In the evening we had dinner at a supposedly famous hole-in-the-wall restaurant, known as The Noodle Man. The general consensus in the group was that the noodles and dumplings were the best. Thinking about them now is making me hungry.
Thursday was much the same as the previous day with healthy day in the morning, and painting and gardening in the afternoon. After completing the health day activities, we played “Duck, Duck, Goose” (or chicken), and played “What’s the Time Mr. Wolf?” The kids absolutely loved it and the team members loved it even more.
That night a few of us travelled to the Battambang premier of Angelina Jolie’s new movie “First They Killed My Father,” a film adaptation of the book which tells the story of a young girl who survived the Khmer Rouge. Unfortunately, Angelina Jolie didn’t make an appearance. Hundreds if not thousands of people turned up to the outdoor cinema.
“The sports day was so much fun! The kids were full of energy. Some kids needed more encouragement than others, but that’s what made the process even more rewarding!”
Friday was our last day in Battambang and it was also sports day. Yet another fun day with the kids! Unfortunately, we also knew it was going to be the last day spent with the kids on this trip. The sports day was so much fun! The kids were full of energy. Some kids needed more encouragement than others, but that’s what made the process even more rewarding!
The kids were divided between red, blue and yellow teams, the events were hurdles, sack racing and running. All the kids did so well, but after these events the red team was winning by more than 40 points. The deciding round of the relay race was to determine the overall winner. It was a close race and the blue team came up from behind to win the relay and win the overall carnival.
Then, it was the adults’ turn to race with project team members alongside community members. The community members were so enthusiastic!
For lunch, we shared a local meal with our SeeBeyondBorders hosts and had some delicious Cambodian crispy chicken. The afternoon brought another bus ride – this time to Siem Reap. We packed our bags and got rid of the dirty boots and clothes. In Siem Reap, we’d get a chance to wind down and reflect over the week that was. It is a very lively city, with some coffee shops and restaurants reminding us of Australia. The night market was great to shop around and explore the lovely streets. Some of us even fed our feet to the fishes for a massage (or tickle torture as some would say).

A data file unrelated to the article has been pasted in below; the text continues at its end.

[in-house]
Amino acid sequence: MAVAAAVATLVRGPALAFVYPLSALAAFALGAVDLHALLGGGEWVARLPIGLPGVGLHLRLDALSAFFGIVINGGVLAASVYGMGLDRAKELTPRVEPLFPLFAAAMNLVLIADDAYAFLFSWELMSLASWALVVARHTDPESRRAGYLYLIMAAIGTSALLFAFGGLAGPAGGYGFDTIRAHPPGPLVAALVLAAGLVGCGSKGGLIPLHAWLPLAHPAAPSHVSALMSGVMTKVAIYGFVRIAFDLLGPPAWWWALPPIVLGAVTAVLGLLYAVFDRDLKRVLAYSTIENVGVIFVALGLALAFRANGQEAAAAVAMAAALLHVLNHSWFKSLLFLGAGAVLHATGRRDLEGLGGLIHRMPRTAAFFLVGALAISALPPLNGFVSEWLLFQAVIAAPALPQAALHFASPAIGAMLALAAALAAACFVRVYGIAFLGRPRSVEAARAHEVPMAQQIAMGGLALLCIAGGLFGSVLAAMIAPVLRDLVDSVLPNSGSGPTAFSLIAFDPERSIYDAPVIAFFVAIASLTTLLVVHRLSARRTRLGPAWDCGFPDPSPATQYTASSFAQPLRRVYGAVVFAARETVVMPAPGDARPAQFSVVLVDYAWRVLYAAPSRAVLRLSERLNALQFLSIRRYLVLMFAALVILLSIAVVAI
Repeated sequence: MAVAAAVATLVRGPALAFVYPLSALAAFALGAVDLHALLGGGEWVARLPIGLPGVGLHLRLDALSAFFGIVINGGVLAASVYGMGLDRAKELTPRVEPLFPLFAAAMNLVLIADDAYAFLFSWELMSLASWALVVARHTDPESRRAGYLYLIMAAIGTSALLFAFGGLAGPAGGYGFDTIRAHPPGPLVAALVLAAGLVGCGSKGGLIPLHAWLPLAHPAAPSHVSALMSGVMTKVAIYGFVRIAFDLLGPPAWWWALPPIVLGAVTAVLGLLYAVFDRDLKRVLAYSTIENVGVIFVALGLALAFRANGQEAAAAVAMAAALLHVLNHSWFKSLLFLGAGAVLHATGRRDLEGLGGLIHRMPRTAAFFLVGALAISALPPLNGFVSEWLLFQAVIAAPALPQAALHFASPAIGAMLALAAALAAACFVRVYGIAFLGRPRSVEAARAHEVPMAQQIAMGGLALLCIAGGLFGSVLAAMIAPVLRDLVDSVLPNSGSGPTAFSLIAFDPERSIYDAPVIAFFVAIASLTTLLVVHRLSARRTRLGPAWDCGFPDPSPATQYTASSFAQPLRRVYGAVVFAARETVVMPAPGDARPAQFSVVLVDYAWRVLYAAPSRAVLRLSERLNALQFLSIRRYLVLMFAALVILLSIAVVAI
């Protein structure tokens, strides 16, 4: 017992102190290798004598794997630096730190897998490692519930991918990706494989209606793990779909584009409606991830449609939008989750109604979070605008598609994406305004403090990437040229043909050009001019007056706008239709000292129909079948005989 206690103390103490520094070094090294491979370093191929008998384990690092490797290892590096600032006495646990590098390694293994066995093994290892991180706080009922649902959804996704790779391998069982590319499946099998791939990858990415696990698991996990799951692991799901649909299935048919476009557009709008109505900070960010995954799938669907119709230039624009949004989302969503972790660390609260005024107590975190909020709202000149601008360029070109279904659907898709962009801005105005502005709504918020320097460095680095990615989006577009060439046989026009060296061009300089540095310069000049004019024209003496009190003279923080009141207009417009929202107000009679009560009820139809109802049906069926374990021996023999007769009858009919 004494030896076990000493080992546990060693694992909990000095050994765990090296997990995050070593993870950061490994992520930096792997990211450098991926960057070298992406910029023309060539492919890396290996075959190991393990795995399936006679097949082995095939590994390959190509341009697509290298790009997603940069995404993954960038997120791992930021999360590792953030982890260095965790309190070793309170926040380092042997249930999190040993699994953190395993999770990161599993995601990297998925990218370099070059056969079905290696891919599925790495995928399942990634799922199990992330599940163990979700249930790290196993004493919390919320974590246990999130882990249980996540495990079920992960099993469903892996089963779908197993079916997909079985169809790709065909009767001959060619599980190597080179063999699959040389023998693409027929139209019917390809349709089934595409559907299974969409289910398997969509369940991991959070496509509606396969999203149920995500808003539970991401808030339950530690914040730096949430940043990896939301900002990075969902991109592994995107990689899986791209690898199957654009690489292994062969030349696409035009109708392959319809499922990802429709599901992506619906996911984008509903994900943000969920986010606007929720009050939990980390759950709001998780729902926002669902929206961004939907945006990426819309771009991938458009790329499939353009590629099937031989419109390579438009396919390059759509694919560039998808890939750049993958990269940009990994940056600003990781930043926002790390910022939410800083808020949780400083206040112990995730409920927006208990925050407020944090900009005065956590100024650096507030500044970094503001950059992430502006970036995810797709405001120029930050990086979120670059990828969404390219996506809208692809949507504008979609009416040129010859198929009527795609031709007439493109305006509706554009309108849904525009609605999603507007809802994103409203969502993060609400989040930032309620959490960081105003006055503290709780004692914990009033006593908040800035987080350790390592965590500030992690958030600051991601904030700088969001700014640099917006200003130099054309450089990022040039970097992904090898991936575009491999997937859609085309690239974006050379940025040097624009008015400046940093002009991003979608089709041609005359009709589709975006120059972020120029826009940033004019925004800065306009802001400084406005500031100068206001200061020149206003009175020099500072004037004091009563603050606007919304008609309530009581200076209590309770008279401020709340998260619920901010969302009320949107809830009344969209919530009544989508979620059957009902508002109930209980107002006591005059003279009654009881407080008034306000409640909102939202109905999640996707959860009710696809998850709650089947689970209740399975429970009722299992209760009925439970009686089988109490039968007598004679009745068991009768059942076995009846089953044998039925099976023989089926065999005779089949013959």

The next morning some of us woke before dawn to witness the sunrise at Angkor Wat. The tranquillity and colours of the sunrise was great to see. We continued the day by exploring nearby temples and climbing a lot of stairs. These areas are flooded with tourists so the early start was a good idea even though we could have fallen asleep in the tuk tuk.
We wrapped our final day with free time to prepare ourselves to return to reality. During our final reflection session of the trip, we could tell that this experience has had a real impact, and has changed each and every one of us.
We cannot express enough our gratitude to the SeeBeyondBorders team for this experience, we could not fault anything even if we tried. Thank you, thank you, thank you to all of the team: you made this experience for us so memorable and we appreciate it immensely.
Thank you, SHAPE for including SeeBeyondBorders in your Corporate Social Responsibility efforts! Learn more about Corporate Sponsorship on our website: http://bit.ly/2kIUtx0
On 24 February 2017, in rural Cambodia, miles from the closest stop light and down a dirt road, hundreds of kids could be heard laughing and screaming with excitement as they tried to beat their classmates to the finish line.
It was carnival day at the students’ school. On this day, 10 Australian volunteers, sponsored by their employer SHAPE, witnessed something that happens on playgrounds all around the world: sports.